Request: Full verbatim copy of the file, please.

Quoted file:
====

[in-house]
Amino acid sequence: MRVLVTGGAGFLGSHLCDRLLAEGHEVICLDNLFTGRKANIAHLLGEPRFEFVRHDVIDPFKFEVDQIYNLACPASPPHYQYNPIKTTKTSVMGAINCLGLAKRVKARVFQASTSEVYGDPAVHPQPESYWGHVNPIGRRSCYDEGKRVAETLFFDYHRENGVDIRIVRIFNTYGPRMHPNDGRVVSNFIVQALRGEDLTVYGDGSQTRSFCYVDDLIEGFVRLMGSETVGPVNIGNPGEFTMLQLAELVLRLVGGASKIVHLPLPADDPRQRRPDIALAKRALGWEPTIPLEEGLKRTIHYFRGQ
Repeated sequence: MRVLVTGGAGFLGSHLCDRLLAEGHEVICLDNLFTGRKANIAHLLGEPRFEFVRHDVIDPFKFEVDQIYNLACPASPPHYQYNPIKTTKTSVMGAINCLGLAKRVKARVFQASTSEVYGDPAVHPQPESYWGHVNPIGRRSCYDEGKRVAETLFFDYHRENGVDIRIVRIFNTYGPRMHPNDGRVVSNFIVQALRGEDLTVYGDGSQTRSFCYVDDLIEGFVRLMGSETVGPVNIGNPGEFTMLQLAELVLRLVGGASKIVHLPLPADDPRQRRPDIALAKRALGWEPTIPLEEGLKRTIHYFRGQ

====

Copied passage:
[in-house]
Amino acid sequence: MRVLVTGGAGFLGSHLCDRLLAEGHEVICLDNLFTGRKANIAHLLGEPRFEFVRHDVIDPFKFEVDQIYNLACPASPPHYQYNPIKTTKTSVMGAINCLGLAKRVKARVFQASTSEVYGDPAVHPQPESYWGHVNPIGRRSCYDEGKRVAETLFFDYHRENGVDIRIVRIFNTYGPRMHPNDGRVVSNFIVQALRGEDLTVYGDGSQTRSFCYVDDLIEGFVRLMGSETVGPVNIGNPGEFTMLQLAELVLRLVGGASKIVHLPLPADDPRQRRPDIALAKRALGWEPTIPLEEGLKRTIHYFRGQ
Repeated sequence: MRVLVTGGAGFLGSHLCDRLLAEGHEVICLDNLFTGRKANIAHLLGEPRFEFVRHDVIDPFKFEVDQIYNLACPASPPHYQYNPIKTTKTSVMGAINCLGLAKRVKARVFQASTSEVYGDPAVHPQPESYWGHVNPIGRRSCYDEGKRVAETLFFDYHRENGVDIRIVRIFNTYGPRMHPNDGRVVSNFIVQALRGEDLTVYGDGSQTRSFCYVDDLIEGFVRLMGSETVGPVNIGNPGEFTMLQLAELVLRLVGGASKIVHLPLPADDPRQRRPDIALAKRALGWEPTIPLEEGLKRTIHYFRGQ